New polling by Ipsos MORI shows that two in five people (37%) think immigration has been discussed too much in the last few years – and the same proportion (38%) say it has been discussed too little. Only 23% think we’re getting the discussion right.
But this marks a significant shift in public attitudes: only 11% of the public thought we were talking about immigration too much in April 2011, and this was still only 26% by March 2014 – before jumping again to 37% in the latest poll.
Over that time the movement has been away from people thinking we have talked about it too little – the proportions thinking we’re talking about immigration the right amount have not changed greatly (from 20% in 2011 to 23% now).
Labour and LibDem supporters have very similar attitudes to each other on this: 46% of Labour supporters and 45% of LibDem supporters think we are talking about immigration too much.
Only a quarter of Conservatives (27%) say we are talking about immigration too much, and only 13% of UKIP supporters think the same. They are significantly more likely to say we’re still talking about immigration too little: 40% of Conservatives think this, and 74% of UKIP supporters.
This survey also asked people whether they thought there were too many immigrants in the UK. Overall the majority, 53%, agree there are too many immigrants, while 32% disagree. This is the lowest level of agreement that there are too many immigrants we’ve measured in any similar telephone survey, going back to 2001. For example, 64% agreed there were too many immigrants in 2007.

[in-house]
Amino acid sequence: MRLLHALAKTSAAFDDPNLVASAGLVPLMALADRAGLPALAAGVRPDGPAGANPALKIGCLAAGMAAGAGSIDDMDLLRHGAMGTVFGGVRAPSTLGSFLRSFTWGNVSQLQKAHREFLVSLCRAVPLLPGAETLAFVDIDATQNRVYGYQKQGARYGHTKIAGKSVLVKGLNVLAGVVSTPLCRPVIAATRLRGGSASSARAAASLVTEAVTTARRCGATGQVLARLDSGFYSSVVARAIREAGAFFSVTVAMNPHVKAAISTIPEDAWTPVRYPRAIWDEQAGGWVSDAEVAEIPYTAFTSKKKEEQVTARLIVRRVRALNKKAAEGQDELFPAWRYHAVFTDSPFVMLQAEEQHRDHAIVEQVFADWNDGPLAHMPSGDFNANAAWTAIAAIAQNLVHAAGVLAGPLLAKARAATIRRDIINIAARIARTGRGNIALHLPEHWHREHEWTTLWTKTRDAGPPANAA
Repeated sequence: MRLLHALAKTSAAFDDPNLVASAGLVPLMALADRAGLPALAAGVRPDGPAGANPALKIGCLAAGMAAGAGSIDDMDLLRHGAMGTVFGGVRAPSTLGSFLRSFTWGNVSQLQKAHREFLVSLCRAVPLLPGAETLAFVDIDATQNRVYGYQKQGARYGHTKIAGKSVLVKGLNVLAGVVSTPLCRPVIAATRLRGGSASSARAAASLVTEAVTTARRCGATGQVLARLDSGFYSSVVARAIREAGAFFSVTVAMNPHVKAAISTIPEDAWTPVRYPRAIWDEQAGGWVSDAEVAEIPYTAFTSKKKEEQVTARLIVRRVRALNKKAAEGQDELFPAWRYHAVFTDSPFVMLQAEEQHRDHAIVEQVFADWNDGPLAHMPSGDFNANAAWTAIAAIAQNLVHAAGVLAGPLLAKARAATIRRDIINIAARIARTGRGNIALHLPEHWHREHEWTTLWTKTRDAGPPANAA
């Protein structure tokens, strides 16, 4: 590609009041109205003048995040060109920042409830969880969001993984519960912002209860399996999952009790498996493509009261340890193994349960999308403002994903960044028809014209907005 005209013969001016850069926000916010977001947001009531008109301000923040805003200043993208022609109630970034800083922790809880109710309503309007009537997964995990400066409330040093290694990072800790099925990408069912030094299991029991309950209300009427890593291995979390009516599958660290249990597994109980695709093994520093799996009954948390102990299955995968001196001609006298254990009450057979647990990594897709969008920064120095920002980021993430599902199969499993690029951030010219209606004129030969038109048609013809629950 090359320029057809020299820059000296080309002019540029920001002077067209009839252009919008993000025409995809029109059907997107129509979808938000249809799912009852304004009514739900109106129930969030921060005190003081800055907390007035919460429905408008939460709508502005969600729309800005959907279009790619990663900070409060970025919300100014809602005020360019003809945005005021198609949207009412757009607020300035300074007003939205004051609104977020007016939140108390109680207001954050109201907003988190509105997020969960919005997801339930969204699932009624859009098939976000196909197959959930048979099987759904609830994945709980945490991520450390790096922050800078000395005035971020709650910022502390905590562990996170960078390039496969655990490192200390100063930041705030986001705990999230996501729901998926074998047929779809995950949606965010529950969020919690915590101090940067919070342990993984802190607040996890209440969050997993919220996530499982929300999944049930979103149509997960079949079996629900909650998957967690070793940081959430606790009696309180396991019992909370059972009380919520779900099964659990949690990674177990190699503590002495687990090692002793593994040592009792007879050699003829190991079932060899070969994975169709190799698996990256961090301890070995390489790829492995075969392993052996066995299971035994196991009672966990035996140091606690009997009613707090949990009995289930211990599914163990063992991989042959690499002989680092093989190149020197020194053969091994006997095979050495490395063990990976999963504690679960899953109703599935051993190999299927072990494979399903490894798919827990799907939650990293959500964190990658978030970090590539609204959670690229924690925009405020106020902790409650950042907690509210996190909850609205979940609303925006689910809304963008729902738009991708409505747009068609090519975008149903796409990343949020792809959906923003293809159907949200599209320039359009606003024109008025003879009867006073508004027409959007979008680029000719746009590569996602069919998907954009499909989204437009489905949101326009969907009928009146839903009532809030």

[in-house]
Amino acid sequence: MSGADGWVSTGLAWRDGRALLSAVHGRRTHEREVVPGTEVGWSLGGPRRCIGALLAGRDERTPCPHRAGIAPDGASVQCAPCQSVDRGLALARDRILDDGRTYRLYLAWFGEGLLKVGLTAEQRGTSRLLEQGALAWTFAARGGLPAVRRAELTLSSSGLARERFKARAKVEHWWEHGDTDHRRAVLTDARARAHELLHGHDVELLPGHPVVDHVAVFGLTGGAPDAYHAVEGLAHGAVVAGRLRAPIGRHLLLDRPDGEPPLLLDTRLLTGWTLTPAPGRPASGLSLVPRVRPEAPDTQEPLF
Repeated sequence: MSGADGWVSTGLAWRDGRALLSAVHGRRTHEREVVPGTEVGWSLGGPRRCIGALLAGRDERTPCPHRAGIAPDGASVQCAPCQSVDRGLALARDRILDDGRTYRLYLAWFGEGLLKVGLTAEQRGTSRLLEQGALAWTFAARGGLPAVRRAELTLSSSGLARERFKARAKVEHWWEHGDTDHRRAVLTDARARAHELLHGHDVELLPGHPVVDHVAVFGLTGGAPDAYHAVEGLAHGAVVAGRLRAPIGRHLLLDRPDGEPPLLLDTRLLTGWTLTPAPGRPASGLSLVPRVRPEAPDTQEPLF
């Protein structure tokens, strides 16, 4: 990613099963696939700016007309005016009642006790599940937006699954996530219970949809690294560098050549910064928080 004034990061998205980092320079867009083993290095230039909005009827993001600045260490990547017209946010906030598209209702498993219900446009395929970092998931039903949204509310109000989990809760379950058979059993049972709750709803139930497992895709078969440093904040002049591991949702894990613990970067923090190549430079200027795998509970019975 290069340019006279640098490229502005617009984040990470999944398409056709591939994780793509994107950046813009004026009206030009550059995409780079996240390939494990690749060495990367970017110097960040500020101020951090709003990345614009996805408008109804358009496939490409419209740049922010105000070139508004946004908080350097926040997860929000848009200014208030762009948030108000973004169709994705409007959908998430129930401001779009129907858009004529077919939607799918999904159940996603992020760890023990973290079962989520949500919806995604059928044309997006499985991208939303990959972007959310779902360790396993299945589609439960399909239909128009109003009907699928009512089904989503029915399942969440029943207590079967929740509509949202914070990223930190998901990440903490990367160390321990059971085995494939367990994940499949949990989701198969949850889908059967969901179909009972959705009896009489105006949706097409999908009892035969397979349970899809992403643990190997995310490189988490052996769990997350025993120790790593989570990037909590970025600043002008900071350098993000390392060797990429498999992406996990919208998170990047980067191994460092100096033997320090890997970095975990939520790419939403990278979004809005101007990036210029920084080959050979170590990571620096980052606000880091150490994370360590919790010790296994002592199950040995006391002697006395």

Bobby Duffy, MD of Ipsos MORI's Social Research Institute said:
"Until relatively recently immigration has been a strangely unifying issue among the public – in the sense that the majority of people thought it had been ignored too much by politicians and the media. But we have seen a real shift in that over the last year or two. Unfortunately, this hasn’t meant that people are increasingly satisfied with the level and type of debate. Instead, it seems that immigration is becoming a more polarising issue – and that is likely to continue as we approach the general election. This is particularly the case because of the clear political dividing lines in opinion, with three quarters of UKIP supporters and four in ten Conservative supporters saying we’re not talking about immigration enough."
Ipsos MORI interviewed a representative sample of 1,012 adults aged 18+ across Great Britain. Interviews were conducted by telephone 13-15 December 2014. Data are weighted to match the profile of the population.
Where percentages do not sum to 100 this may be due to computer rounding, the exclusion of “don’t know” categories, or multiple answers. An asterisk (*) denotes any value of less than half a per cent. Data are based on all adults unless otherwise stated.
EVENT | The Future of Fats, Sugar and the Obesity Crisis
It can be easy to forget, but the world is facing more than one pandemic. Thirty-nine percent of the global population is overweight. In the UK, that figure is even higher: 67% of adults are overweight. But what makes this crisis so hard to tackle?